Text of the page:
Gardening Columnist Maggie L. Moor-Orth helps you identify those pests on your plants and tells you how to get rid of them.

Over the last couple of weeks, I have had several calls from residents with pests in their vegetable and/or flower gardens, so I thought there must be other folks with these same pests in their gardens, too. The following guide may help you identify and control these pests:

Squash Vine Borer (Melittia satyriniformis) is one pest that visits my squash plants every year and they did not miss visiting this summer either. The adult is a 1- to 1.5-inch long, orange and black clearwing moth with coppery fore wings and black stripes around the abdomen. It’s the one-inch long, wrinkled, white caterpillar (borer) with a brown head that enters at the base near the soil level of the stem of squash, cucumbers, pumpkins, gourds and melon plants in early summer. The borer damage causes the plants to wilt and then die. The eggs are brown, flat and oval and are laid one by one along the plants’ stems. Once the plant has wilted and starts to die, it is too late to control this pest. If you notice the plant soon enough, some sources suggest covering the damaged stem with soil, watering it and hoping for root growth before it dies.
  Spittlebugs (Cercopidae), also known as froghoppers, are found on many garden vegetables, small fruits, grassy weeds and assorted flowers. The one-quarter to one-third inch long, triangle-shaped adults are green or a brownish color and often have band or stripe markings on their wings. The young nymphs are green and surrounded by froth (this looks just like spit). The eggs are laid between the stems and main stems on tall grasses. These pests may occasionally feed on some plants but are harmless and shouldn’t be a concern.


Leafminers’ (Liriomyza sp.) larvae (maggots) are plump, pale yellow colored worms that tunnel between leaf surfaces. The squiggly lines made by the maggots are found on holly, columbine, beans, blackberry, cabbage, pepper and potato leaves. Sometimes there are so many, it looks like a blotch on the leaf. The adult is a one-10th inch long fly, black-colored with yellow stripes. In vegetable crops, leafminers are usually kept under control by natural enemies. Another control suggests removing plant leaves that are infested and destroy them.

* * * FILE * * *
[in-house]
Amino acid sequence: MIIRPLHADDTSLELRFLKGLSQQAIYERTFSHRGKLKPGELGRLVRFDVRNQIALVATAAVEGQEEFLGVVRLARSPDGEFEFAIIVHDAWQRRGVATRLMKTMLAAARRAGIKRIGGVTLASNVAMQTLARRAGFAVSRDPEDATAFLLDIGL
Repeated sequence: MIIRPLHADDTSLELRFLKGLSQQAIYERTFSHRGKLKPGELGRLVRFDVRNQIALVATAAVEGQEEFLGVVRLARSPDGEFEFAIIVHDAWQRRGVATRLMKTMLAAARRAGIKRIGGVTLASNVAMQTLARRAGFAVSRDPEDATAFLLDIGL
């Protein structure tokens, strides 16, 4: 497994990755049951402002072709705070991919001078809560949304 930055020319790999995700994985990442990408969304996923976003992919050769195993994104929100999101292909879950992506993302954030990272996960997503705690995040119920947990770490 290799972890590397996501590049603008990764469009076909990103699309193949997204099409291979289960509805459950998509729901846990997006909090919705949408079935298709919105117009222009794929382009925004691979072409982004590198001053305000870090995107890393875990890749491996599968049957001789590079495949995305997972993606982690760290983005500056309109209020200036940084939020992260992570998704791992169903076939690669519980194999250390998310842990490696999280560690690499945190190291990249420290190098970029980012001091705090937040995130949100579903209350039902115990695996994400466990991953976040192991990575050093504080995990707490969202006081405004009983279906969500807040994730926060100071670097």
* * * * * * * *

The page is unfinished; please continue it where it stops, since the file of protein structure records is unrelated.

Spider mites are the reddish-brown or light-colored spider-like pests which are 1/150 to 1/50 inch long. These tiny pests are hard to see without a magnifying hand lens. They have eight legs and webbing is visible on infested plants. They are found on many evergreen trees and shrubs, vegetables, flowers, brambles and tree fruits. Adults and their young feed on leaves/needles and fruits of many plants. Infested leaves become silvery, yellow then bronzy-colored. Leaves and branches may curl and be covered with fine webbing. Leaves/needles dry up and drop prematurely. In hot weather, they reproduce very quickly. Lacewings, ladybugs and predatory mites are natural enemies of spider mites.

To control this pest with chemicals, use Kethane. Read and follow all label directions and high temperature precautions.

I hope these pests are not found on plants in your gardens, but if they are, this article may help you identify and control them.